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{Prison yard and guardhouse} Old New-Gate Prison & Copper Mine

National Historic Landmark
State Archaeological Preserve 

Copper mine
(c. 1705-1750s)

Connecticut's first prison
(1773-1827)

MUSEUM AND GROUNDS CLOSED FOR RESTORATION


2015 UPDATE:
The stabilization of the historic guardhouse is underway. The 1819 portion of this building was constructed on loose mine debris and historic photographs show longstanding problems with subsidence. Cracks in the stone walls widened to the extent that the building was unsafe and on the verge of collapse. Preserving this important historic resource, the sole surviving structure from the prison complex, involves inserting custom-made steel beams to hold the building up while a permanent support system is installed underneath. Because of the complexity of the work scope and unknown field conditions, a completion date cannot be projected and it is not yet determined when the museum can re-open safely to the public.

{Construction staging area in prison yard}     {Shoring behind guardhouse & work area}

{Determining piling placement}     {Brainstorming with contractors and engineers}

{Temporary steel support system inside guardhouse basement}    {2015 work}

 

{The prison yard is a busy place}    {Pilings driven down to bedrock are part of the system to permanently support the historic guardhouse}

 

{Southwest corner of guardhouse}    {West end of guardhouse}

 

{Southwest corner of guardhouse}    {View northwest from guardhouse}

 

{Guardhouse foundation - May 2015}    {Guardhouse foundation - May 2015}

 

{Guardhouse foundation - May 2015}

 

{Back of guardhouse - June 2015}

 

{SW corner of guardhouse - June 2015}

 

{Under SW corner of guardhouse}

Construction in progress at the Visitor Center (2012):

{Exterior view}      {Interior view}

Installation of a new lighting system in the mine tunnels (2012):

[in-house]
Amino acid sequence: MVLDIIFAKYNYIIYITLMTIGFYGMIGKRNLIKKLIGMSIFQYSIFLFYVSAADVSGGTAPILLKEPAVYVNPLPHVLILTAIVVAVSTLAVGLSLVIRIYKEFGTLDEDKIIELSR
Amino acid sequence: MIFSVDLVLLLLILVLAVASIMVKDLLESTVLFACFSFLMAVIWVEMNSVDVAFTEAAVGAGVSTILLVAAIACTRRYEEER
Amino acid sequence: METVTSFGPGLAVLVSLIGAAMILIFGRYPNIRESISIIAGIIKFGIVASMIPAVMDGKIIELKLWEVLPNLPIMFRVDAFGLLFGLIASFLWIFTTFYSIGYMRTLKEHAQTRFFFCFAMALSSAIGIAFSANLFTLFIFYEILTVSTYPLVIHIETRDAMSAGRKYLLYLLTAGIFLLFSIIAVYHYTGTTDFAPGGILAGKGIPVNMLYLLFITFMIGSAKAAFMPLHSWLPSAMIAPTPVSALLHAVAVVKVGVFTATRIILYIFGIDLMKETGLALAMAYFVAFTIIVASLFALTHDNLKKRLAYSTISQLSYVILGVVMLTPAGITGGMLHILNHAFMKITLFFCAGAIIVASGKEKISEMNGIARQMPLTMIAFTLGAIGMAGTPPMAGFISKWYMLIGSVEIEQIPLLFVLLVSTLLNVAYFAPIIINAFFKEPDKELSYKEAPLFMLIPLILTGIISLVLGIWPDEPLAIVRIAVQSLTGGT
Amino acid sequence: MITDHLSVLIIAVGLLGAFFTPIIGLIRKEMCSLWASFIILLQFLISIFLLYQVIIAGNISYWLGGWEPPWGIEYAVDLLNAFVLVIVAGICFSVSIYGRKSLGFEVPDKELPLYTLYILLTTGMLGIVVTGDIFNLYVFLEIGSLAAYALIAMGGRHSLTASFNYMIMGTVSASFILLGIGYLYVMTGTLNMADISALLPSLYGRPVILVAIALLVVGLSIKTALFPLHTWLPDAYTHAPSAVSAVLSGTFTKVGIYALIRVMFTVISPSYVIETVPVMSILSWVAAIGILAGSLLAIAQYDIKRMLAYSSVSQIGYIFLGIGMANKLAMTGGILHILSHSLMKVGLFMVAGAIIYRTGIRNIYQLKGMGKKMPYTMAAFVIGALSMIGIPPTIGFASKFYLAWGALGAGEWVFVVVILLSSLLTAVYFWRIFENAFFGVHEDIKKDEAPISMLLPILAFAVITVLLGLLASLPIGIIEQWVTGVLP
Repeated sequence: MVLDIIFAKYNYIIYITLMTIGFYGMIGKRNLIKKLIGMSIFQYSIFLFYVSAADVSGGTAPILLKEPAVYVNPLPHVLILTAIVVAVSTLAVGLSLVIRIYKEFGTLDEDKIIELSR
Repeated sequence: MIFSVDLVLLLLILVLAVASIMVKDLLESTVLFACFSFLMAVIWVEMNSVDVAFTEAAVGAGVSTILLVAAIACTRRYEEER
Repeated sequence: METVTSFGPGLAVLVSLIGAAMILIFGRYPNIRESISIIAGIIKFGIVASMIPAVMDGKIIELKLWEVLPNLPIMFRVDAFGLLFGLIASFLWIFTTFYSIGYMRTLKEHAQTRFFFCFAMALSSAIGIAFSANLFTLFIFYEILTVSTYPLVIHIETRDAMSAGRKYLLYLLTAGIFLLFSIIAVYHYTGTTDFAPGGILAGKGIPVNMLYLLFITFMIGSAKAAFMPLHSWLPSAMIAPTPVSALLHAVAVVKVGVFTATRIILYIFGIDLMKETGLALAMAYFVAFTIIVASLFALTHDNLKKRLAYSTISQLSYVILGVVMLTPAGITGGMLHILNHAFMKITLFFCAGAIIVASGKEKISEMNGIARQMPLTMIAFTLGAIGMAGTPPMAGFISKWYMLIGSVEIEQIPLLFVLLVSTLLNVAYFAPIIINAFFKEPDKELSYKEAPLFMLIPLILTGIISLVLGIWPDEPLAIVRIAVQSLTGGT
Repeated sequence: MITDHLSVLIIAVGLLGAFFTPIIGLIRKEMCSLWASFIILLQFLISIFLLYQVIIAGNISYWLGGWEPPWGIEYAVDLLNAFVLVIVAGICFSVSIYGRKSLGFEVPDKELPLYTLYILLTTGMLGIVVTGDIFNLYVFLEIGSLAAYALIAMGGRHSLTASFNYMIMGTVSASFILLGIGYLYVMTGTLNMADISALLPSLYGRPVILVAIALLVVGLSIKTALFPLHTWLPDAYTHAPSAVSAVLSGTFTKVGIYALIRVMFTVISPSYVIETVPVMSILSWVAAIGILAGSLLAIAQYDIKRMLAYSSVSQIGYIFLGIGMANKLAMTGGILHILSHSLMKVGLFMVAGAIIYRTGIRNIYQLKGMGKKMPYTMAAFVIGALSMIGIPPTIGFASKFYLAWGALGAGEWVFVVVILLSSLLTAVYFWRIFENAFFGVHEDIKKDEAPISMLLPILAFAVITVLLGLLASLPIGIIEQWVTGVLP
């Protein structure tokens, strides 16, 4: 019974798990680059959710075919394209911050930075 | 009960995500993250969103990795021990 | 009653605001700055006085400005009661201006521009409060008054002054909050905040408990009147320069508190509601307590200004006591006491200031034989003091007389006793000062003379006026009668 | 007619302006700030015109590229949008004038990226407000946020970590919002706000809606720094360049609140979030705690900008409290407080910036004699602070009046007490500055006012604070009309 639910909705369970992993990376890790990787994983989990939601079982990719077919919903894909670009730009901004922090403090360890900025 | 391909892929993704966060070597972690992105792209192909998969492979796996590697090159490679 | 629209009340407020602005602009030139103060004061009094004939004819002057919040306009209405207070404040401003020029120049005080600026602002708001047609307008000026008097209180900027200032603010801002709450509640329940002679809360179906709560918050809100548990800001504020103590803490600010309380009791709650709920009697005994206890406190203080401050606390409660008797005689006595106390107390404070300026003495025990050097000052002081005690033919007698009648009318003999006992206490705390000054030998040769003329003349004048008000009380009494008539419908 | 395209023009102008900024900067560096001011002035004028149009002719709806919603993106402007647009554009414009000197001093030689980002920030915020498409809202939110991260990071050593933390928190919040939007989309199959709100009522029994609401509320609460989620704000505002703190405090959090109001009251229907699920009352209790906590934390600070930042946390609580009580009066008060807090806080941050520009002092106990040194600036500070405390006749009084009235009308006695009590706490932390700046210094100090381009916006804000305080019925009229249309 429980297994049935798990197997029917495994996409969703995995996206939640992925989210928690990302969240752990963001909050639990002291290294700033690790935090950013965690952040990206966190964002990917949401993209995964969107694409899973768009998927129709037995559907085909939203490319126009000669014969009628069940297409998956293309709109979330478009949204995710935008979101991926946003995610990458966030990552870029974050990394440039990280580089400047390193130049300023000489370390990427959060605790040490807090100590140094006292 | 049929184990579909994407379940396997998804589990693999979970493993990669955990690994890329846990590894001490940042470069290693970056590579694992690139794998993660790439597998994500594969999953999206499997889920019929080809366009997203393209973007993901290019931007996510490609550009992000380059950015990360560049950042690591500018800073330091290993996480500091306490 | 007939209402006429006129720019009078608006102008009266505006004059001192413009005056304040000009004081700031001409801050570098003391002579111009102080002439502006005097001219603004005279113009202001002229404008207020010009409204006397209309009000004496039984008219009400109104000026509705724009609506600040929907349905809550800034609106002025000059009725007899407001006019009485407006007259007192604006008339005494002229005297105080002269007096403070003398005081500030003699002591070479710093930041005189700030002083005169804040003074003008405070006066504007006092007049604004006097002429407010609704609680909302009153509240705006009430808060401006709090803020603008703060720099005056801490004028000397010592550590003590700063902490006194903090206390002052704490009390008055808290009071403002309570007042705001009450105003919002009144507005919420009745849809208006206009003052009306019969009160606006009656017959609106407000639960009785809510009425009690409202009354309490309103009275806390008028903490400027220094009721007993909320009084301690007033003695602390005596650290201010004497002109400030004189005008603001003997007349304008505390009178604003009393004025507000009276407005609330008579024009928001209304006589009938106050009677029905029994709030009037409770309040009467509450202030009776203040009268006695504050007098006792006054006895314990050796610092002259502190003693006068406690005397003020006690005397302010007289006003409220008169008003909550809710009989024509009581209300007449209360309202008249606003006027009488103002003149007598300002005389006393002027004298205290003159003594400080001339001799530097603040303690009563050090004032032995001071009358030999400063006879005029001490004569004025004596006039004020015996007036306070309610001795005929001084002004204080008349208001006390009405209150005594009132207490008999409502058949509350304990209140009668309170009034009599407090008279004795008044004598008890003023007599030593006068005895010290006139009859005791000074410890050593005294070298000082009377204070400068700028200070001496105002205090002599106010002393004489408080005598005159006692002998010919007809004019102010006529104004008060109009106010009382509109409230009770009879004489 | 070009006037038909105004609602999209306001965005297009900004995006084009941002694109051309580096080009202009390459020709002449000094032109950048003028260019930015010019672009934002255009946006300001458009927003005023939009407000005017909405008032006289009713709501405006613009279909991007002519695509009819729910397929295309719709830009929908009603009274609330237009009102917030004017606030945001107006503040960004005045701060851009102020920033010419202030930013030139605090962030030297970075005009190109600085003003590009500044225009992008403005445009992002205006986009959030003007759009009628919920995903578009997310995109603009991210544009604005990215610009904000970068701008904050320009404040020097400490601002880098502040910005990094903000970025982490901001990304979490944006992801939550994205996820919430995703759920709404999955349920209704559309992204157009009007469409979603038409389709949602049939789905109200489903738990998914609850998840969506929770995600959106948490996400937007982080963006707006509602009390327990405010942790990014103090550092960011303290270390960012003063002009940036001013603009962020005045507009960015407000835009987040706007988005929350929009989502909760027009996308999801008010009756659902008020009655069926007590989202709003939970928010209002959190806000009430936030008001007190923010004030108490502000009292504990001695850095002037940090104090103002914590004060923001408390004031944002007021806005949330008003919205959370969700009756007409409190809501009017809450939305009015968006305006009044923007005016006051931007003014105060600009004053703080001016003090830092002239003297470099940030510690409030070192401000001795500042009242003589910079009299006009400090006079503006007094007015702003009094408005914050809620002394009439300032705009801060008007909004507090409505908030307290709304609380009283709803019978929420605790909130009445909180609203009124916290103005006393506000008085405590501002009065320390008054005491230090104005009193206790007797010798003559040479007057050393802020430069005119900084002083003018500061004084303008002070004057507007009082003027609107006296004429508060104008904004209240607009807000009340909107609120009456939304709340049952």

{New light fixture in mine}       {Installation of new mine lighting system}

Trenching in the prison yard (overseen by an archaeologist) for the installation of electrical service for the mine lighting system:

{Trench for new service line}      {Installation of new conduit in mine}

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The presence of copper ore here was noted in 1705 and the site became one of the first commercial mines in the British Colonies. It was not a money-making venture, however, and work was abandoned in the 1750s.

{Visitors in mine} The tunnels left behind by miners burrowing deep underground became Connecticut's first prison in 1773. The General Assembly decided to confine serious criminals - burglars, horse thieves, counterfeiters, forgers - in a working environment as an alternative to the whipping post and other "infamous punishments" of the day.

{Prison ruins} The first prisoner arrived on December 22, 1773. He escaped 18 days later. Subsequent prisoners were equally resourceful and many escapes - successful and unsuccessful - were to follow. Richard Steele, a "notorious villain and burglarian," held the record of three escapes from New-Gate. Political prisoners were confined here during the Revolutionary War and women were first committed in 1824. Considered costly to run and inhumane, the prison was closed in 1827. Attempts to revive mining operations failed.

Visitors enter the prison yard through 12'-tall walls. The brick guardhouse still stands and houses exhibits, but only ruins remain of the other prison buildings. A modern stairway provides access underground where air temperature is always in the 50s. The visitor center features a gift shop. 

{Lois Viets} Across the street from the prison is Viets Tavern, the unrestored, mid-18th century home of first prison warden, Capt. John Viets and his wife Lois.


 
 
 
 
 
 
 
 
115 Newgate Road, East Granby, CT 06026  ~  newgate.museum@ct.gov  ~  860-653-3563